Three groups of adult Anoplophora malasiaca (Coleoptera: Cerambycidae) females fed on mandarin orange (MO), Japanese black pine (JBP), and Japanese white pine (JWP) branches for 2 weeks were compared for oocyte development and survival rates. Survival rates after 2 weeks of feeding on MO, JBP, and JWP branches were 100, 37, and 40%, respectively. In the two-choice tests (MO vs. JBP and MO vs. JWP), all females preferred MO, rather than JBP or JWP. MO-fed females developed several mature and immature oocytes in their ovaries after 1 and 2 weeks of feeding. However, none of the JBP- and JWP-fed females developed any oocytes. Thus, JBP and JWP are not suitable food plants for adult A. malasiaca females.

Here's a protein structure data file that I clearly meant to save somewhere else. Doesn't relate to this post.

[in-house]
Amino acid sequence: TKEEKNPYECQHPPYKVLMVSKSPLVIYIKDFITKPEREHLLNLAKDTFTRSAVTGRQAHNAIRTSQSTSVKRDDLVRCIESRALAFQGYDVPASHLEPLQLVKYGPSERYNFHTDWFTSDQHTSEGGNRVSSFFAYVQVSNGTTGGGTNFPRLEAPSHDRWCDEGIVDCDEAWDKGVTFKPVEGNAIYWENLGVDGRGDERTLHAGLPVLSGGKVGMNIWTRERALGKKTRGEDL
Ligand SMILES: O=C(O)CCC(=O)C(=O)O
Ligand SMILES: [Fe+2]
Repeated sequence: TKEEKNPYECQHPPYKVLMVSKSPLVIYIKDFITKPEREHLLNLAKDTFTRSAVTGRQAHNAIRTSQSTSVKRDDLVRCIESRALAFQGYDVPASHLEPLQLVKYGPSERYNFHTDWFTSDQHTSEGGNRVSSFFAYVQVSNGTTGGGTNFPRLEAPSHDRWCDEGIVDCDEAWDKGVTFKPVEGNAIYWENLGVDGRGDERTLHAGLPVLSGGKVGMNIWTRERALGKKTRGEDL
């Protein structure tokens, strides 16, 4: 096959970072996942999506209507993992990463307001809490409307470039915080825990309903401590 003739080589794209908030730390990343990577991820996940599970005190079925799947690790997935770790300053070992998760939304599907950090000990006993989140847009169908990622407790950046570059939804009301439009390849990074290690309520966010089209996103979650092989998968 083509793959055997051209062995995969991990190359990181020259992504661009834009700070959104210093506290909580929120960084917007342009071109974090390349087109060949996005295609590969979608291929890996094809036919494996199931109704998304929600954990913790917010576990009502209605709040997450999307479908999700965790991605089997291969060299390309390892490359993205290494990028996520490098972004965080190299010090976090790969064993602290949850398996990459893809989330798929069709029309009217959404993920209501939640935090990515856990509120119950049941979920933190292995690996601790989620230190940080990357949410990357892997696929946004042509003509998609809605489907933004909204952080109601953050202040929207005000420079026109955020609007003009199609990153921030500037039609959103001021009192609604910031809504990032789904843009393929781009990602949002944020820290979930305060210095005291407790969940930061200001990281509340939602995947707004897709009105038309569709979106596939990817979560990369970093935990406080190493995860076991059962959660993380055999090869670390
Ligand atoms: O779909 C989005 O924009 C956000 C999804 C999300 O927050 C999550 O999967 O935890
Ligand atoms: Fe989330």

We evaluated the effectiveness of four fungicides for the control of pine needle rust caused by Coleosporium phellodendri in Japanese black pine and Japanese red pine seedlings in fields in Kagawa and Nagano, Japan. The seedlings were planted in nurseries close to amur corktrees (Phellodendron amurense) naturally infected with Co. phellodendri. Among the fungicides used, manzeb WP was consistently the most effective, offering 98.2-100% protection. Although the other three fungicides exhibited low to high effectiveness, depending on the experiment, hexaconazole FL was the second-most protective (54.0-90.9%), followed by thiophanate-methyl WP (43.5-49.1%).